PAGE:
vv. 5-7. Several commentators* regard this as “holy ground.” But why? Because we get a glimpse at the dynamic of the Trinity. If you’re like me you don’t understand how God can be One but also Three Persons. These verses hint at how Jesus is fully God and fully Man. But first it’s important to look at the first word in verse 5. When it says “let this mind be in you” the use of “let” means that we have a choice. We have to make a conscience effort to have the same mindset as was in Jesus. What was Jesus’ mindset? It was that although He was God, He had the humility to become a Man since it meant saving people from their sin. Another translation puts it like this: “Though he was God, he did not demand and cling to his rights as God” (NLT). John Courson says when He (Jesus) claimed to be God (“I and the Father are One” and “He who has seen Me has seen the Father”) He was not robbing the Father, He wasn’t claiming something He had no right to. The trinity is not three different people. It wasn’t a 2 to 1 vote -“who thinks Jesus should go to earth?” Jesus could have claimed His right to stay in Heaven but He came to earth to die on the cross (Source 2).  So Jesus “made Himself of no reputation” (v. 7), the key word being “made”. It’s a great comparison to see that Jesus “made Himself” (in other words volunteered) in the same way that He asks us to “let” ourselves have the same mindset as Him.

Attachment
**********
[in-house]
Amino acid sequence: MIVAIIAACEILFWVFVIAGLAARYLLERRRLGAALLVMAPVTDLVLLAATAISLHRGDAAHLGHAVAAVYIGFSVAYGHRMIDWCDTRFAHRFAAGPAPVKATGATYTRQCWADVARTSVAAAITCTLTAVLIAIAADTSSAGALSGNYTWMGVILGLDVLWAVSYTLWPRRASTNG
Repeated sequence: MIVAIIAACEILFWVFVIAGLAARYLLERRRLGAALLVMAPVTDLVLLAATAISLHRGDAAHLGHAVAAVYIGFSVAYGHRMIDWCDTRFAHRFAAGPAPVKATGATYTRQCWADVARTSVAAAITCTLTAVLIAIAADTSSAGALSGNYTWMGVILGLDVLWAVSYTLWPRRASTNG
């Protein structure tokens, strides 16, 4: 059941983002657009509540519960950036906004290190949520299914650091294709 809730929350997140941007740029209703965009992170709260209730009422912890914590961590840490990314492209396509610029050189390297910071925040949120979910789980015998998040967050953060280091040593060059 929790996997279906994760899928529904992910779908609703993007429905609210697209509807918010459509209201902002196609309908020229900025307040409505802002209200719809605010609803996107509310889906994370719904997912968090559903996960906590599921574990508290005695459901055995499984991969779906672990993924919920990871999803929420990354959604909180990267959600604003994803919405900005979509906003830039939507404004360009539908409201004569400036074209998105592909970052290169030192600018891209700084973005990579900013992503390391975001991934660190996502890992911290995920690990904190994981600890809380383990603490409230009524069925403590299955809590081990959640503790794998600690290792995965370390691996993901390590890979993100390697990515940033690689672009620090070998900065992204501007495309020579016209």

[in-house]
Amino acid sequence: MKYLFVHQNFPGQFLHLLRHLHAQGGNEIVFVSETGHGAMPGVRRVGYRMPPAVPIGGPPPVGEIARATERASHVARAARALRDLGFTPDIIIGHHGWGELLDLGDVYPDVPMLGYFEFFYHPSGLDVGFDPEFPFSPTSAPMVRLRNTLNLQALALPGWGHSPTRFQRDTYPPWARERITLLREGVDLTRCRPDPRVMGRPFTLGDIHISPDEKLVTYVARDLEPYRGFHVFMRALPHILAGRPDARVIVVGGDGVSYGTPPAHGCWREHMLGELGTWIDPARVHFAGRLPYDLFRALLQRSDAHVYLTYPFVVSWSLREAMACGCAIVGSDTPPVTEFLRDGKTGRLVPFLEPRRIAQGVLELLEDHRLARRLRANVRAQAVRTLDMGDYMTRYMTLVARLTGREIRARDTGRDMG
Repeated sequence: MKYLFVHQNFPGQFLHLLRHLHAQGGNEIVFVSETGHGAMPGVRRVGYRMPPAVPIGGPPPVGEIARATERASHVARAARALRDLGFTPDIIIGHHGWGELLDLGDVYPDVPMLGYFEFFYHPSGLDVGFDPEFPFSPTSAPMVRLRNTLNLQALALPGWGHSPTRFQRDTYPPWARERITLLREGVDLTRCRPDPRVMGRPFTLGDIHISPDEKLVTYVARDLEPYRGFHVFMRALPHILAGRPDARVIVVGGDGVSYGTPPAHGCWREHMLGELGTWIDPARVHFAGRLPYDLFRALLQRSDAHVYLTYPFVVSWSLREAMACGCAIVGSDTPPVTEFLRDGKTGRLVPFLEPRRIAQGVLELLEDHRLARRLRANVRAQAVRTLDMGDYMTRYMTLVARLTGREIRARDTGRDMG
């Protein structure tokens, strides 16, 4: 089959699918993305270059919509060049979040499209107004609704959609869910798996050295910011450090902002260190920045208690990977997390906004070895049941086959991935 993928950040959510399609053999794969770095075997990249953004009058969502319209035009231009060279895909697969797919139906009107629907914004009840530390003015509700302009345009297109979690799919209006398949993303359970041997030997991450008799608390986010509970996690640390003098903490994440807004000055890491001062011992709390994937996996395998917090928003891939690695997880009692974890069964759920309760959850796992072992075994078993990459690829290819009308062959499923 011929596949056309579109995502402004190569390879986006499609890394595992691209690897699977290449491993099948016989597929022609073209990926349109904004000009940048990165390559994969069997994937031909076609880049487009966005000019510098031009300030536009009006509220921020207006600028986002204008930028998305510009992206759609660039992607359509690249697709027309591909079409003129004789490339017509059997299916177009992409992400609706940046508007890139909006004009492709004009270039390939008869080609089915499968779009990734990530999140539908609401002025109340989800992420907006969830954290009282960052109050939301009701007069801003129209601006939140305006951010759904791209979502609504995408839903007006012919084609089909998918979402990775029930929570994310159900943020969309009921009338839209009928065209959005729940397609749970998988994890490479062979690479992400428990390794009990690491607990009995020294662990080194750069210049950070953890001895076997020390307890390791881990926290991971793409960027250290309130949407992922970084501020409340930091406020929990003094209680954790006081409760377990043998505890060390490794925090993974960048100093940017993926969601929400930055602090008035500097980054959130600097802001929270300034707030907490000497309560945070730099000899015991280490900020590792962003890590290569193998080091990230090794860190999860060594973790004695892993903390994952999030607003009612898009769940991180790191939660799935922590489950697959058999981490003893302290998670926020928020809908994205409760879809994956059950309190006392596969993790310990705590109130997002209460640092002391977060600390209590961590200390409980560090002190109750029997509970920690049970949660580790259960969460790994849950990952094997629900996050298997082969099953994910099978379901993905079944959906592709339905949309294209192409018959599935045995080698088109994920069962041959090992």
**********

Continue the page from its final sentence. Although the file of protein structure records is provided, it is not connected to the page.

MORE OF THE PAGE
So how do we make that conscious effort to have the humble mindset that Jesus had? The answer is in verse 7. “The mind of Christ is that of de-basing Himself and serving” (Source 3). One thing that the world has taught us is that when we live for ourselves and try to make ourselves happy it ends up leaving us discontent. But when that lesson leaves us depressed and miserable there is the fulfillment of that lesson and our salvation in the example of Jesus Christ.